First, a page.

I mentioned earlier that a witness may be present. Vocational witnesses are fairly common in disability hearings. Basically, the vocational witness's job is to identify your past work, and to explain to the judge what work you might be able to do given any physical or mental limitations the judge proposes. So, vocational witnesses are not there to help you or hurt you. Basically, they're just there to assist the judge in deciding what type of work you might be able to do given your limitations. In essence, the hearing room itself is a pretty informal situation.

People also ask questions about how they should dress during the hearing. I guess my take on that is I would not come in wearing a t-shirt, shorts, or blue jeans. I think the best thing to do is come in wearing a nice pair of khaki pants and a button down shirt. Or if you are female, just a business casual type of outfit will probably suffice. I don't think it's wise to be too dressed up, because then that looks like you're ready to go to work. But, I also don't think you should come in too casual either. I've seen people show up in ripped t-shirts and blue jeans. In my view, that's showing a certain level of disrespect for the court. I think it's important to show the court that you do have proper respect, so I would not come in a t-shirt and jeans. But, otherwise, just make yourself comfortable.

They do typically have a pitcher of water so you can have some water while there. There will also be Kleenex, facial tissues, etc; sometimes people get emotional when they start thinking about the things they can't do and they start to cry.

The hearings themselves last about 45 minutes. Often, there's a clock in the room, and I mention the clock because I think it's important that if you testify that you can only sit for 15 minutes, then you need to keep an eye on the clock so that after 15 minutes has passed, you stand up and stretch out. You don't need to ask permission to do so. It's okay to do that. But, the important thing is, if you testify you can only sit for 15 or 20 minutes and you sit there for 45 minutes or an hour, it's going to negatively affect your credibility.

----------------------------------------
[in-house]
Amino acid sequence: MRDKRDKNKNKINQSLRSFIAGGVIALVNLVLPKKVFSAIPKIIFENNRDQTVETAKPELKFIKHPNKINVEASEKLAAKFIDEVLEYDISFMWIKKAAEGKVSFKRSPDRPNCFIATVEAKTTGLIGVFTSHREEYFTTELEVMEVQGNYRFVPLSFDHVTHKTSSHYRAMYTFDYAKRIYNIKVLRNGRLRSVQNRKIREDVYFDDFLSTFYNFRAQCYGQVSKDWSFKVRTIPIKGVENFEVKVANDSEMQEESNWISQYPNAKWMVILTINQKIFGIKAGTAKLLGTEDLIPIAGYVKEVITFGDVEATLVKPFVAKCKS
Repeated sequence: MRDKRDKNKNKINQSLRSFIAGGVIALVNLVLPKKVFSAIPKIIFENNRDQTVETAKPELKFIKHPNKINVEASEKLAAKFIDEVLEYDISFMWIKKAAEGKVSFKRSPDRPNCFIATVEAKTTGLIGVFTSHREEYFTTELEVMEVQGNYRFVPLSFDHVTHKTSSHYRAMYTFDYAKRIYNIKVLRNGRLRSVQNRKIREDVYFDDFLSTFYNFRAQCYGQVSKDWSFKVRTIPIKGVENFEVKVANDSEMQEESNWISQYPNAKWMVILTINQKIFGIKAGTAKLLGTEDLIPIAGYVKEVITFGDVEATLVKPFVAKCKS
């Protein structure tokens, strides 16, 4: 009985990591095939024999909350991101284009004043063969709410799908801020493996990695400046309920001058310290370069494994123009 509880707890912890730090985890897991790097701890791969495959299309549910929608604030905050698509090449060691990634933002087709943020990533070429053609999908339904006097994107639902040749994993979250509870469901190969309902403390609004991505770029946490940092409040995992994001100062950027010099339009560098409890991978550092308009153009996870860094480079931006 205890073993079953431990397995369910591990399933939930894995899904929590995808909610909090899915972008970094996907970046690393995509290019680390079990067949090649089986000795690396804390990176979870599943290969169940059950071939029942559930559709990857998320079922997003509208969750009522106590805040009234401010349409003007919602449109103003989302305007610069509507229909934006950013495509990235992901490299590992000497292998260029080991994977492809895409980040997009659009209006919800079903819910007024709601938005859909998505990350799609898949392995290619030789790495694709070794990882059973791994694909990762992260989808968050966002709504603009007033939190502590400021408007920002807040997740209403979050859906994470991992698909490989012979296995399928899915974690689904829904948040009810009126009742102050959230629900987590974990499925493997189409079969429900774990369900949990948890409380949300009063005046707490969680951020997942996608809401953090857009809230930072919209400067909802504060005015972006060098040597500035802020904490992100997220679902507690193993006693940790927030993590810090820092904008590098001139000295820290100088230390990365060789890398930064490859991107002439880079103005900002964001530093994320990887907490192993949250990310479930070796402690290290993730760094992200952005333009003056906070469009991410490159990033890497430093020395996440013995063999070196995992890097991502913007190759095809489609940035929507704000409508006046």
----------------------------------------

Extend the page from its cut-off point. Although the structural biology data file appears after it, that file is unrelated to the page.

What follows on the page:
So, in conclusion, this is a fairly informal process. This is not like court where you have to, for example, introduce evidence. We don't need custodians of medical records and we don't need to establish chain of custody. It's nothing like that. They'll accept photocopies of records. They'll accept things submitted actually at the hearing date, although they don't like that. We don't need originals, we don't need witnesses to verify the legitimacy of the documents, etc. So it's very informal compared to what you may be expecting.

It is also not adversarial like many court hearings; there's nobody on the other side trying to argue against you. Social Security does not have a lawyer there. The judge is asking the questions. So, this is really your chance to talk to the judge and to paint a picture. You want to explain to the judge what your life is like, how it affects you, and how it affects your possibility of going back to work.
I hope that this is helpful in your preparations for your disability hearing.

Jonathan Ginsberg has been practicing Social Security Disability law in the Atlanta, Georgia area for over 20 years. His website can be found at http://www.atlantasocialsecuritydisabilityattorney.net

 

Jonathan Ginsberg has been practicing Social Security Disability law in the Atlanta, Georgia area for over 20 years. His website can be found at http://www.atlantasocialsecuritydisabilityattorney.net